The letters of the word ABACUS have been arranged in the shape of a triangle. How many different ways can you find to read the word ABACUS from this triangular pattern?

Investigate the smallest number of moves it takes to turn these mats upside-down if you can only turn exactly three at a time.

Many numbers can be expressed as the sum of two or more consecutive integers. For example, 15=7+8 and 10=1+2+3+4. Can you say which numbers can be expressed in this way?

Using the statements, can you work out how many of each type of rabbit there are in these pens?

This magic square has operations written in it, to make it into a maze. Start wherever you like, go through every cell and go out a total of 15!

This problem is based on the story of the Pied Piper of Hamelin. Investigate the different numbers of people and rats there could have been if you know how many legs there are altogether!

The planet of Vuvv has seven moons. Can you work out how long it is between each super-eclipse?

Can you put the 25 coloured tiles into the 5 x 5 square so that no column, no row and no diagonal line have tiles of the same colour in them?

Can you rearrange the biscuits on the plates so that the three biscuits on each plate are all different and there is no plate with two biscuits the same as two biscuits on another plate?

This article for teachers describes several games, found on the site, all of which have a related structure that can be used to develop the skills of strategic planning.

The NRICH team are always looking for new ways to engage teachers and pupils in problem solving. Here we explain the thinking behind maths trails.

When intergalactic Wag Worms are born they look just like a cube. Each year they grow another cube in any direction. Find all the shapes that five-year-old Wag Worms can be.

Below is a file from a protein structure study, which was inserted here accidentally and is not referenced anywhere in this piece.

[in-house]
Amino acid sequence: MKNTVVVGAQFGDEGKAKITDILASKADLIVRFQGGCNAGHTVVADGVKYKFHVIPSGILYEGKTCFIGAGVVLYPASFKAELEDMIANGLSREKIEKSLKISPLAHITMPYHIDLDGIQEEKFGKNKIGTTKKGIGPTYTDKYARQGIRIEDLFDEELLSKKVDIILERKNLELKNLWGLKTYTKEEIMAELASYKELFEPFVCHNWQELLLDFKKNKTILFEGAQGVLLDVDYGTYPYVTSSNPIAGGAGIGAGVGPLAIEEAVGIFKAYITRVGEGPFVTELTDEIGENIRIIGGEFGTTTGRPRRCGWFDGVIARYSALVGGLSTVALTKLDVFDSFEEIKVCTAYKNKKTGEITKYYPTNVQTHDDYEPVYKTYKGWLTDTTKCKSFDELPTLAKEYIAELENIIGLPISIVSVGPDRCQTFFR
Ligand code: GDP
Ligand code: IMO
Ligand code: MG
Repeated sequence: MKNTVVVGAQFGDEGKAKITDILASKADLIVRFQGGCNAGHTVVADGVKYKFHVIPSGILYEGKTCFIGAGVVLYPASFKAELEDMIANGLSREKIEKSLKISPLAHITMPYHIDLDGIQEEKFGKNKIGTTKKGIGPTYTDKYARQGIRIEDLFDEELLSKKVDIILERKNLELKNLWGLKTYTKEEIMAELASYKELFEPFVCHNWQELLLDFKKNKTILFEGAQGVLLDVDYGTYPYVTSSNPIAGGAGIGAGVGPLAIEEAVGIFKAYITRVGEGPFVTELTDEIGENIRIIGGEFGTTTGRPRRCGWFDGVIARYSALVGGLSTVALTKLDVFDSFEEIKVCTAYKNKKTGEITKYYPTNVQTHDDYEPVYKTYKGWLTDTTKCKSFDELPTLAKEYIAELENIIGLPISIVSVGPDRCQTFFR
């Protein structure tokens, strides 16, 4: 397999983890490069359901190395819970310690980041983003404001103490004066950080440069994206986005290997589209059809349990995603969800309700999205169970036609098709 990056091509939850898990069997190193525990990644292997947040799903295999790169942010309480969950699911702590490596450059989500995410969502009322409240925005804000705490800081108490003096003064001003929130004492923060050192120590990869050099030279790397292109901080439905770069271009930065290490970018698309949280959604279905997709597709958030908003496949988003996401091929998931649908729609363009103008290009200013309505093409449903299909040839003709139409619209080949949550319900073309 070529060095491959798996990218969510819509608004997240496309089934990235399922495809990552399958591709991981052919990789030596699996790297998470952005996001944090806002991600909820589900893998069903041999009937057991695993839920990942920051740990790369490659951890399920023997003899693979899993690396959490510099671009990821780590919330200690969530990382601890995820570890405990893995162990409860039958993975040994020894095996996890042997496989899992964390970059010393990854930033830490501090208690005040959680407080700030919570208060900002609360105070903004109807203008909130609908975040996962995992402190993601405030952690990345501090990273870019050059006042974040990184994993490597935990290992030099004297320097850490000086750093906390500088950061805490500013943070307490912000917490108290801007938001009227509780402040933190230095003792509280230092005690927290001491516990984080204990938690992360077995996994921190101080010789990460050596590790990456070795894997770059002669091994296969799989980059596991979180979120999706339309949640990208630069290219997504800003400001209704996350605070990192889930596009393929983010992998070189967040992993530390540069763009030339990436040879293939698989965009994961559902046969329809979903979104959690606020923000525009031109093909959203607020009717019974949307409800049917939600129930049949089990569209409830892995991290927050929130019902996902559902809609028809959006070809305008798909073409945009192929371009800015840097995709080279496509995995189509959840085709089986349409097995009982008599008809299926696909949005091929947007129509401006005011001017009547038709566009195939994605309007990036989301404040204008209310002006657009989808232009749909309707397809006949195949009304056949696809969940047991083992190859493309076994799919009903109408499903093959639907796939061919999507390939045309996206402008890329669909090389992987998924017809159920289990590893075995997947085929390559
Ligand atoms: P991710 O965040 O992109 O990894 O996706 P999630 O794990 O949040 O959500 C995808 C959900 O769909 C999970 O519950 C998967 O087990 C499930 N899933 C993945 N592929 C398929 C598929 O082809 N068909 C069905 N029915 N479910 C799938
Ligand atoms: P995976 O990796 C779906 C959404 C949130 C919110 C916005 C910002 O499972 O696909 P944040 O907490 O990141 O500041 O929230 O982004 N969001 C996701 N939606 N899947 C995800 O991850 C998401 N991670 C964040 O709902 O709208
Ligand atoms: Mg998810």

Can you put the numbers 1 to 8 into the circles so that the four calculations are correct?

Can you find all the different triangles on these peg boards, and find their angles?

An investigation involving adding and subtracting sets of consecutive numbers. Lots to find out, lots to explore.

In the planet system of Octa the planets are arranged in the shape of an octahedron. How many different routes could be taken to get from Planet A to Planet Zargon?

A few extra challenges set by some young NRICH members.

Can you put the numbers from 1 to 15 on the circles so that no consecutive numbers lie anywhere along a continuous straight line?

Choose four different digits from 1-9 and put one in each box so that the resulting four two-digit numbers add to a total of 100.

This problem is based on a code using two different prime numbers less than 10. You'll need to multiply them together and shift the alphabet forwards by the result. Can you decipher the code?

Bellringers have a special way to write down the patterns they ring. Learn about these patterns and draw some of your own.

George and Jim want to buy a chocolate bar. George needs 2p more and Jim need 50p more to buy it. How much is the chocolate bar?

How many ways can you find to do up all four buttons on my coat? How about if I had five buttons? Six ...?

Have a go at this well-known challenge. Can you swap the frogs and toads in as few slides and jumps as possible?

This challenge extends the Plants investigation so now four or more children are involved.

Try out the lottery that is played in a far-away land. What is the chance of winning?